I may not reach anyone that Instapundit does not but this is important. I have opposed the Patriot Act although this is the first time I've blogged about it. I'm certain we can fight terrorism with the laws and tools we already had.

One of the primary motivations for people to run for public office is to be in a position of power. People are motivated by many things: love, money, recognition, sex, power, etc. I maintain that the most dangerous people are those motivated by power. There is only one way to demonstrate power and that is to control others. This is why the founders introduced so many checks and balances into our Constitution, to control the power mongers.

We have plenty of laws and legal tools to use in the fight against drugs also. The War on Drugs has been a fiasco. The only things to be accomplished by the amendments to the Patriot Act is to further rob of our rights and greater intrusion into our lives.


If You Get Too Close To the Fire...

A co-worker sent me this link to an article about The Secret Cause of Flame Wars. The article looks at how hard it is to pick up on the tone of an email.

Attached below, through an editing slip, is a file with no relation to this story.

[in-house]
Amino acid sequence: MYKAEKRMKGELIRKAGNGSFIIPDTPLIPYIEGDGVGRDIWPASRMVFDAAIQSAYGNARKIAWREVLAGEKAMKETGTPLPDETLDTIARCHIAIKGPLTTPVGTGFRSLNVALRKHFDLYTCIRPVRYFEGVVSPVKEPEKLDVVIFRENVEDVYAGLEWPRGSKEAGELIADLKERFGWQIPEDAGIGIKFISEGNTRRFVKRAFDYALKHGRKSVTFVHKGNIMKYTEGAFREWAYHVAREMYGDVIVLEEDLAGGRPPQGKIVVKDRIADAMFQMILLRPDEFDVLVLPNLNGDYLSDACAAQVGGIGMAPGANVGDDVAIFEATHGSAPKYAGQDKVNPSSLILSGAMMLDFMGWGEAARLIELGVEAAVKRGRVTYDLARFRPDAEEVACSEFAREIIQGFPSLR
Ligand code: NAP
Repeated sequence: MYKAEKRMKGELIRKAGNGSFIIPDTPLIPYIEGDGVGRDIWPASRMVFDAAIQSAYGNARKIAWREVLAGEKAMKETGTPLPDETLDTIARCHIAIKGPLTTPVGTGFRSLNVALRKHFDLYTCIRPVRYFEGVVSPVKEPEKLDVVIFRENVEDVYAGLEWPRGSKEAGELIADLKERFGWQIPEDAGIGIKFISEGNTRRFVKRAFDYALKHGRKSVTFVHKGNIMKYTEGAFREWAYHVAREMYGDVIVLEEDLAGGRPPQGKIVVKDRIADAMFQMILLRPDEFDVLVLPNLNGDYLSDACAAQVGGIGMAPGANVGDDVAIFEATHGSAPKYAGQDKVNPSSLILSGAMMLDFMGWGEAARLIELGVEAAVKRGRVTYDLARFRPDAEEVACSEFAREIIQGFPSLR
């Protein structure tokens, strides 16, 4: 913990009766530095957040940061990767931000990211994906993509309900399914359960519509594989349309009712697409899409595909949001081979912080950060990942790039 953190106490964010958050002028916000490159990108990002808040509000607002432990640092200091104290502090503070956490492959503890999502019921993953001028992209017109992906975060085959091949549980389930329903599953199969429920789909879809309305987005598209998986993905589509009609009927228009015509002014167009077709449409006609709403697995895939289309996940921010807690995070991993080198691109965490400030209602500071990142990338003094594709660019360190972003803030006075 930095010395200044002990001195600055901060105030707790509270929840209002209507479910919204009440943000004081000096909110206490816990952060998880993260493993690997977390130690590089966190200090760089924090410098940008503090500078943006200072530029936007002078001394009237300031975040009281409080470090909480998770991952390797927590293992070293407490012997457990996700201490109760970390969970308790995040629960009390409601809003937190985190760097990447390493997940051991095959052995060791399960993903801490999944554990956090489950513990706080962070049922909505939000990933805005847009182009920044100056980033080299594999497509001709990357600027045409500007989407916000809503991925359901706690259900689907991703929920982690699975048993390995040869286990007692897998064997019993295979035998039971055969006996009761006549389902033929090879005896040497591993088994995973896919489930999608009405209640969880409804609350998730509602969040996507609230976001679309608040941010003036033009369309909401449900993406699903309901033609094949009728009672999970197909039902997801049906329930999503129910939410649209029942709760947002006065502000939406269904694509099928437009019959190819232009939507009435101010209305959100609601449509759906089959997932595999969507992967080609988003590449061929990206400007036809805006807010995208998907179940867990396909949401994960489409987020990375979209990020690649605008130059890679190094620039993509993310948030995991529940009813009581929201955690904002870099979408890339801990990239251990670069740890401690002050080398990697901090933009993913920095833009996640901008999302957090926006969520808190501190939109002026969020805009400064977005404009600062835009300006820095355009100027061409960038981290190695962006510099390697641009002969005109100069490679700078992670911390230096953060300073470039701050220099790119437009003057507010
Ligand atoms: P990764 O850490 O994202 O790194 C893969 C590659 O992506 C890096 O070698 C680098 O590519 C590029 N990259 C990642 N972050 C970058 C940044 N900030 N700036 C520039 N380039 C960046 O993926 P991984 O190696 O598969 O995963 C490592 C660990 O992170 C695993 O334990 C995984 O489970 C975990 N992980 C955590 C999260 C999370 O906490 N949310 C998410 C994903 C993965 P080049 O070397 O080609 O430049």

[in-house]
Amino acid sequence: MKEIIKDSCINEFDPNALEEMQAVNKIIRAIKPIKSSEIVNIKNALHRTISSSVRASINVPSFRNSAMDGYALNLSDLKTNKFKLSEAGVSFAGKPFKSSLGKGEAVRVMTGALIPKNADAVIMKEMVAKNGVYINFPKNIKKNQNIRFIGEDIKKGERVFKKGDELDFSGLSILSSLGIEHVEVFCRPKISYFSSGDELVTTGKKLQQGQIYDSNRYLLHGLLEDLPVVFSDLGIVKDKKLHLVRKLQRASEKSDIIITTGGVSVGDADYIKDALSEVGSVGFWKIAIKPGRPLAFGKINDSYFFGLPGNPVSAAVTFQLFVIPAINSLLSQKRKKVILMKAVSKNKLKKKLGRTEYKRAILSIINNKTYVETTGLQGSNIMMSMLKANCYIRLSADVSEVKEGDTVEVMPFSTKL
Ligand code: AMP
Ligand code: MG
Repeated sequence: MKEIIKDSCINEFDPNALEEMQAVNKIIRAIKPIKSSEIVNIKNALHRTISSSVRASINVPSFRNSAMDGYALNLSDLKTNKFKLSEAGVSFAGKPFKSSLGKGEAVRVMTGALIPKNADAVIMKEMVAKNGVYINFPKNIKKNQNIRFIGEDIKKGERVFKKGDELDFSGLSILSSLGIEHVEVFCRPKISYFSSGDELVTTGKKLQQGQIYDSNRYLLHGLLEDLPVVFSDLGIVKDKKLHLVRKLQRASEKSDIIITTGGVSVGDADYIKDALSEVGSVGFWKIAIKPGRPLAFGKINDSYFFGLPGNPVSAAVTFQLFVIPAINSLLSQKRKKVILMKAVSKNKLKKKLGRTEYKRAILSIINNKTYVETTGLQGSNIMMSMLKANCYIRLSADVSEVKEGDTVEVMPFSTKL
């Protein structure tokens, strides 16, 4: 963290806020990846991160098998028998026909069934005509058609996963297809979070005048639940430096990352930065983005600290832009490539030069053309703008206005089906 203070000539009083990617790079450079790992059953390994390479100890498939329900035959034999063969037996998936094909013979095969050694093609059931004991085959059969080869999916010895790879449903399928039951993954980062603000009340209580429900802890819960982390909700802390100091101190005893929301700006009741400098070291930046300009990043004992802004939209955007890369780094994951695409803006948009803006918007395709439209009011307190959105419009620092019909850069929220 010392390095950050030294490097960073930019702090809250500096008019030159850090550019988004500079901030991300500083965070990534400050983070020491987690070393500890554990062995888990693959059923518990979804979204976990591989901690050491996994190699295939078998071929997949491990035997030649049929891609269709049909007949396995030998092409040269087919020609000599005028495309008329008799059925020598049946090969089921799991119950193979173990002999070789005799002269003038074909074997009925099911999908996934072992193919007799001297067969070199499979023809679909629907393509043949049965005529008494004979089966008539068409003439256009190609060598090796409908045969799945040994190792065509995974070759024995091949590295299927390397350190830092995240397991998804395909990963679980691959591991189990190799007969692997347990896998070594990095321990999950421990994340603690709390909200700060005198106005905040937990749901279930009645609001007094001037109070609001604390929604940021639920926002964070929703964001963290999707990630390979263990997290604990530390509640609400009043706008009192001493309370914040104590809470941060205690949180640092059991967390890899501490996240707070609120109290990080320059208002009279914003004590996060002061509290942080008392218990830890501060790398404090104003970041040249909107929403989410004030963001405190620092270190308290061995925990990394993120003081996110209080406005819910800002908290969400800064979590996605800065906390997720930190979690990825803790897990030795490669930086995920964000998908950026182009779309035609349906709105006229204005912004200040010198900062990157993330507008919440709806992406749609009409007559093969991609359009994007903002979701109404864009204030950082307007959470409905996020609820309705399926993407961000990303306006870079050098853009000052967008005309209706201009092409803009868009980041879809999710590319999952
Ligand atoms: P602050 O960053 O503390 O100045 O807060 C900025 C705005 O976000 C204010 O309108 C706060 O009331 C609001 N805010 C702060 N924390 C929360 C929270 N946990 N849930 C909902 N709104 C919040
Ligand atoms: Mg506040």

According to recent research published in the Journal of Personality and Social Psychology, I've only a 50-50 chance of ascertaining the tone of any e-mail message. The study also shows that people think they've correctly interpreted the tone of e-mails they receive 90 percent of the time.


Those who sent the messages predicted that nearly 80 percent of the time their partners would correctly interpret the tone. In fact the recipients got it right just over 50 percent of the time.


The reason for this is egocentrism, or the difficulty some people have detaching themselves from their own perspective, says Epley. In other words, people aren't that good at imagining how a message might be understood from another person's perspective.